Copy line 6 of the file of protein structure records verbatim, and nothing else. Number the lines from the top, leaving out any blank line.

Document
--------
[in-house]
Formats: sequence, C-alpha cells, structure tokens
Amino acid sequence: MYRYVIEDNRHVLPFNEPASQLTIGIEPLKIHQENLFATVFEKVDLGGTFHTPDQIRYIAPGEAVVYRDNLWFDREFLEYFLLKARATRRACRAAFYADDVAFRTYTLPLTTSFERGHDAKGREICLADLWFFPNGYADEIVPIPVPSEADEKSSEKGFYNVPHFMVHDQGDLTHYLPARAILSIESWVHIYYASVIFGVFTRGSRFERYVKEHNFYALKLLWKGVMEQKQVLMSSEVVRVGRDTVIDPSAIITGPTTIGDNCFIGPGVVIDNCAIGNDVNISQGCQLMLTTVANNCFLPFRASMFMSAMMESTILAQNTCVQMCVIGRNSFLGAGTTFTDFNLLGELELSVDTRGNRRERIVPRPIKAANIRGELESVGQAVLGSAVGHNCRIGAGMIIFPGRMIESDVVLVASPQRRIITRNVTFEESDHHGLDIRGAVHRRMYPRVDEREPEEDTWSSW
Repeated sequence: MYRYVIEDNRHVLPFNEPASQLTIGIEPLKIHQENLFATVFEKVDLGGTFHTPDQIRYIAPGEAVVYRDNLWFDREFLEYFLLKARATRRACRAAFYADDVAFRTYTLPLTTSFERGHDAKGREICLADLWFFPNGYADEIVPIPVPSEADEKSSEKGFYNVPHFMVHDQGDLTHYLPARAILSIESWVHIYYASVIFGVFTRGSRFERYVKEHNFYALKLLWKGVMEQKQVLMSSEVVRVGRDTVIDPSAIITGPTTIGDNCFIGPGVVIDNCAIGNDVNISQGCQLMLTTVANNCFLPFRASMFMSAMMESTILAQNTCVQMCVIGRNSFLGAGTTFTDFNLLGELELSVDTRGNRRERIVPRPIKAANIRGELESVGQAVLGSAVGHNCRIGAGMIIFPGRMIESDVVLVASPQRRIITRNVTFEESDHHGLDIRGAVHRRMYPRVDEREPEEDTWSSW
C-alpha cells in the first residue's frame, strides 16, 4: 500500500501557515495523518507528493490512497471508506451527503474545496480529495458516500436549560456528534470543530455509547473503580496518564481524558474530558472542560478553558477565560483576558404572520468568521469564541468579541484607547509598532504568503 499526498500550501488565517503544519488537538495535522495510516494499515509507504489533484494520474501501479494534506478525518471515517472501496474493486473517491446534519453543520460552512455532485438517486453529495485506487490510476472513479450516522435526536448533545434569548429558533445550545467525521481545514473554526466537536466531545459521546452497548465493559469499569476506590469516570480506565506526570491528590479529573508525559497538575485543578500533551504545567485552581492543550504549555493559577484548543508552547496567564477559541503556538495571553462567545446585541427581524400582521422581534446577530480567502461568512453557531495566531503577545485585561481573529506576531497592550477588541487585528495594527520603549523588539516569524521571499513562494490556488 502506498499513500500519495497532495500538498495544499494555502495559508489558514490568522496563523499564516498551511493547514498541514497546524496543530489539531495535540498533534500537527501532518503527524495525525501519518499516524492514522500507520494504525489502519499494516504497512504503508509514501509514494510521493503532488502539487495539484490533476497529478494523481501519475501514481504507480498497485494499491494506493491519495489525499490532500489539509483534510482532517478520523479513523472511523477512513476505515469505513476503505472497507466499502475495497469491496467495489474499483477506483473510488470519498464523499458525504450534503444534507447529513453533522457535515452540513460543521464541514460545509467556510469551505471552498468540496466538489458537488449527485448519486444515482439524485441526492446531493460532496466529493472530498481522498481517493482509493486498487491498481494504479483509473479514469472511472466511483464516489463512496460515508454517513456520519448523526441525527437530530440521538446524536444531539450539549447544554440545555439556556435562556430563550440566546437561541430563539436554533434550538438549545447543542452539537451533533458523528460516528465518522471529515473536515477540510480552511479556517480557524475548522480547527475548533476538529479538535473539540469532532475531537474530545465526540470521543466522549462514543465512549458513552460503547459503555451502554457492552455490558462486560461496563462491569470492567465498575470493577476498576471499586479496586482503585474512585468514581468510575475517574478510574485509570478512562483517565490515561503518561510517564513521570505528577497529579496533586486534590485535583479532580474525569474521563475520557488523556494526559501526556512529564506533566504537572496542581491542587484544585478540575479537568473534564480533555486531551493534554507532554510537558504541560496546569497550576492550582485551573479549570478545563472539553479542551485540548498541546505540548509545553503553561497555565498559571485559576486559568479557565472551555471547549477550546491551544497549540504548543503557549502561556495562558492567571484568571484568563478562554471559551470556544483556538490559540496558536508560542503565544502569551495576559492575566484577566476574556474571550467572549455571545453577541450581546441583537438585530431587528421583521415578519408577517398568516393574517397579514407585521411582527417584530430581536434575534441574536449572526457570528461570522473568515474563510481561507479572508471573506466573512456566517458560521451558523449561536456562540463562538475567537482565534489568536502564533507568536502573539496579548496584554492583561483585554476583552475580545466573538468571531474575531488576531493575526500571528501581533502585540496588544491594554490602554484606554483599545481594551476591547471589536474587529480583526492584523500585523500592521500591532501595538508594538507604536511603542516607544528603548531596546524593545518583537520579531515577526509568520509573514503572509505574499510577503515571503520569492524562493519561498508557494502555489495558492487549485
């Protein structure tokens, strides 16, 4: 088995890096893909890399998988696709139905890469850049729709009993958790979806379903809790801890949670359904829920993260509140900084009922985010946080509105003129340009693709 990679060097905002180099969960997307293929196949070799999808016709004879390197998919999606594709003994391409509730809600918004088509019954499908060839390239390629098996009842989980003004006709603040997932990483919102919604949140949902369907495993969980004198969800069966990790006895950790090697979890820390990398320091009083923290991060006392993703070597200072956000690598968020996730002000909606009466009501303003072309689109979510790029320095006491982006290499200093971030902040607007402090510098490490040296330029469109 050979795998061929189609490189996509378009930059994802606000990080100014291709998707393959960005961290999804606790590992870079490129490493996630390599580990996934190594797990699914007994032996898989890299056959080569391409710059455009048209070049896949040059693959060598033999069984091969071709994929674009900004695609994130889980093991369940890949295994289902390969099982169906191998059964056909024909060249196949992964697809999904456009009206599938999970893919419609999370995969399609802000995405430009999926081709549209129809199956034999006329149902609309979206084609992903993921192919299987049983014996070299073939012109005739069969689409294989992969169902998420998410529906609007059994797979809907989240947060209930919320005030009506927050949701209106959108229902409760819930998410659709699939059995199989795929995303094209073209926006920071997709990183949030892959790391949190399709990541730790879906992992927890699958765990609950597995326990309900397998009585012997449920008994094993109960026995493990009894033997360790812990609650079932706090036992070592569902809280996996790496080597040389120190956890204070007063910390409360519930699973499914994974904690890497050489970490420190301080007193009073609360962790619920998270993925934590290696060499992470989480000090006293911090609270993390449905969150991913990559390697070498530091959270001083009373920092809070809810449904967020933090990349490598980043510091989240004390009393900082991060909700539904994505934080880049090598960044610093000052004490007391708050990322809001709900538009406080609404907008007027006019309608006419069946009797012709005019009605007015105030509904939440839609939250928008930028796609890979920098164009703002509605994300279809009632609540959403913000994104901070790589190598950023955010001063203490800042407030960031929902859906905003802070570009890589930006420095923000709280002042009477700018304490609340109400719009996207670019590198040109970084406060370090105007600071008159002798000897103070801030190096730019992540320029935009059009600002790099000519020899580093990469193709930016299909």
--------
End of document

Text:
């Protein structure tokens, strides 16, 4: 088995890096893909890399998988696709139905890469850049729709009993958790979806379903809790801890949670359904829920993260509140900084009922985010946080509105003129340009693709 990679060097905002180099969960997307293929196949070799999808016709004879390197998919999606594709003994391409509730809600918004088509019954499908060839390239390629098996009842989980003004006709603040997932990483919102919604949140949902369907495993969980004198969800069966990790006895950790090697979890820390990398320091009083923290991060006392993703070597200072956000690598968020996730002000909606009466009501303003072309689109979510790029320095006491982006290499200093971030902040607007402090510098490490040296330029469109 050979795998061929189609490189996509378009930059994802606000990080100014291709998707393959960005961290999804606790590992870079490129490493996630390599580990996934190594797990699914007994032996898989890299056959080569391409710059455009048209070049896949040059693959060598033999069984091969071709994929674009900004695609994130889980093991369940890949295994289902390969099982169906191998059964056909024909060249196949992964697809999904456009009206599938999970893919419609999370995969399609802000995405430009999926081709549209129809199956034999006329149902609309979206084609992903993921192919299987049983014996070299073939012109005739069969689409294989992969169902998420998410529906609007059994797979809907989240947060209930919320005030009506927050949701209106959108229902409760819930998410659709699939059995199989795929995303094209073209926006920071997709990183949030892959790391949190399709990541730790879906992992927890699958765990609950597995326990309900397998009585012997449920008994094993109960026995493990009894033997360790812990609650079932706090036992070592569902809280996996790496080597040389120190956890204070007063910390409360519930699973499914994974904690890497050489970490420190301080007193009073609360962790619920998270993925934590290696060499992470989480000090006293911090609270993390449905969150991913990559390697070498530091959270001083009373920092809070809810449904967020933090990349490598980043510091989240004390009393900082991060909700539904994505934080880049090598960044610093000052004490007391708050990322809001709900538009406080609404907008007027006019309608006419069946009797012709005019009605007015105030509904939440839609939250928008930028796609890979920098164009703002509605994300279809009632609540959403913000994104901070790589190598950023955010001063203490800042407030960031929902859906905003802070570009890589930006420095923000709280002042009477700018304490609340109400719009996207670019590198040109970084406060370090105007600071008159002798000897103070801030190096730019992540320029935009059009600002790099000519020899580093990469193709930016299909």